A study by Iesa et al. (27) has conducted a search of B- and T-cell immunodominant epitope as well as B- and T-cell major histocompatibility complex (MHC) restricted epitopes for shared sequences between P. falciparum and SARS-CoV-2. They reported no significantly shared homology between P. falciparum B-cell epitopes with SARS-CoV-2, suggesting that no antibodies to P. falciparum could be proposed as eliciting an immune response against infection with SARS-CoV-2 through cross-reactivity. However, Iesa et al. (27) observed more than 40% of identities between SARS-CoV-2 N-protein (amino acids 215–227) and P. falciparum thrombospondin-related anonymous protein (TRAP) epitopes located at amino acids 509–523 and also between SARS-CoV-2 open reading frame 1ab (ORF1ab) and TRAP (amino acids 101–130). The immunological memory elicited following P. falciparum infection could be protective against SARS-CoV-2 infection or severe COVID-19 through the original antigenic sin theory (28), where a second antigen relies on the memory established by the first antigen to initiate response. Iesa et al.'s study has revealed several conserved tetrapeptides and pentapeptides between P. falciparum and SARS-CoV-2 in the T-cell immunodominant epitope and T-cell MHC restricted epitopes. Both epitopes have been reported to stimulate CD8+ T-lymphocyte response through the HLA-A.02:01 recognition and it has been suggested that the memory of the cellular adaptive immunity mounted against the TRAP-immunodominant epitope could recognize the 219-LALLLLDRL-227–HLA-A*02:01 complexes originating from SARS-CoV-2 infection in malaria-endemic regions and trigger an immune response (27). Much as these hypotheses need to be tested, we acknowledge that the protective effect of P. falciparum against COVID-19 infection/severity may be due to other biochemical or immunological processes that need to be elucidated.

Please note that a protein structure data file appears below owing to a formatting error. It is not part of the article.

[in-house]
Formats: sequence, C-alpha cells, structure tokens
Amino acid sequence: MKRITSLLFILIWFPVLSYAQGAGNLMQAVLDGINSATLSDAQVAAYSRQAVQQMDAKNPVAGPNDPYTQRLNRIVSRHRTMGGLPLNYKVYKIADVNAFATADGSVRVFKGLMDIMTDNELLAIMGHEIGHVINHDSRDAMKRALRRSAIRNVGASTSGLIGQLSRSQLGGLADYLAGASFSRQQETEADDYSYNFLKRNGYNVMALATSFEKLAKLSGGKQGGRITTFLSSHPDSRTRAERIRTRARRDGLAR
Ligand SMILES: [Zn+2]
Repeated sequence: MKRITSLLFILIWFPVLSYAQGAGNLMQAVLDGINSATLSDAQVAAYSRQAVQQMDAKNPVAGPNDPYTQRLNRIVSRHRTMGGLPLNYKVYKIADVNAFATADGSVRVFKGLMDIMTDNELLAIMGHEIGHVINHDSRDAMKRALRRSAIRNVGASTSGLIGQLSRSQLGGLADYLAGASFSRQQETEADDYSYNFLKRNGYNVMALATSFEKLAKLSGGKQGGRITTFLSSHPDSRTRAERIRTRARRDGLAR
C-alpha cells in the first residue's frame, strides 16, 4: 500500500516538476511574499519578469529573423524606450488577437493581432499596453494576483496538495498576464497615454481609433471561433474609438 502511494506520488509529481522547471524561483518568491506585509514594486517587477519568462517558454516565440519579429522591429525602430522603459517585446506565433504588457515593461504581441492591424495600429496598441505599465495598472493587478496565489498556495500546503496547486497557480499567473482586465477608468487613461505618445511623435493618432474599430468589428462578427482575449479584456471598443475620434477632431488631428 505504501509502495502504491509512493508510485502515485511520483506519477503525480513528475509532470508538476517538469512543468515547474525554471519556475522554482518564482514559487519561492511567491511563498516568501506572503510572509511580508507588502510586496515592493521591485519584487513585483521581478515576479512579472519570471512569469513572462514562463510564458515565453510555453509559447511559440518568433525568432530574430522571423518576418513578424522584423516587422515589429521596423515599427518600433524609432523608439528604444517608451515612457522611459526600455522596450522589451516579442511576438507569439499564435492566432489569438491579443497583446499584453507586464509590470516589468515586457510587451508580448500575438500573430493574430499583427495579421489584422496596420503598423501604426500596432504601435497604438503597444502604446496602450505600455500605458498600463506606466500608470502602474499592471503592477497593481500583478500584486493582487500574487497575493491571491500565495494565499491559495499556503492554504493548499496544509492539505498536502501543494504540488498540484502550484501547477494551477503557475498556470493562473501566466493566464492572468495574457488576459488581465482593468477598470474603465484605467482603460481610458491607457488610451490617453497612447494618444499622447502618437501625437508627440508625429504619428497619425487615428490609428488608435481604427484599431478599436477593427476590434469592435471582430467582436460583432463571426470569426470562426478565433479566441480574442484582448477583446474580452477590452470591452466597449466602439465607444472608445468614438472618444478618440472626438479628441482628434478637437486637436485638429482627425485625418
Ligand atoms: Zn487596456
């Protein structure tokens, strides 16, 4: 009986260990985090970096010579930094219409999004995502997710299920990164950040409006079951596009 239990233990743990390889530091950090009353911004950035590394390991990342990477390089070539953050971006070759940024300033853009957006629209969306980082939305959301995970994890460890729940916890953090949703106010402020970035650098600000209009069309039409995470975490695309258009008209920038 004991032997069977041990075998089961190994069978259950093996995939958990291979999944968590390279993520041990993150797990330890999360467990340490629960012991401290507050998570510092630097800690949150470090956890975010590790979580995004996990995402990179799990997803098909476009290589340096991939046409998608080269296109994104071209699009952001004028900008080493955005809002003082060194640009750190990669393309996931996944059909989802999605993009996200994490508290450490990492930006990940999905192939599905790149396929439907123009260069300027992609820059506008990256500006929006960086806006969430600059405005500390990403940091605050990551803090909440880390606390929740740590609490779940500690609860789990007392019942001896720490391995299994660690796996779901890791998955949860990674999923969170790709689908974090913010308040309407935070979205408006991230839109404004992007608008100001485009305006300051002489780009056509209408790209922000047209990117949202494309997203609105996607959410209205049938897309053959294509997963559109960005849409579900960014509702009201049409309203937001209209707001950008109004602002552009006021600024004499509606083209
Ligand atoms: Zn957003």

It is also worthy of note that many areas of Africa such as Rwanda, Central and North Eastern Kenya and vast areas of Ethiopia have quite low malaria incidences, yet they do not seem to be more highly impacted by COVID-19. If P. falciparum infection is indeed protective against SARS-CoV-2 infection or severe form of COVID-19, protection in such areas with low P. falciparum infection could be due to a long lived immunological memory. For example, antibodies against P. falciparum have been reported to persist with a half-life of 5–10 years (29, 30).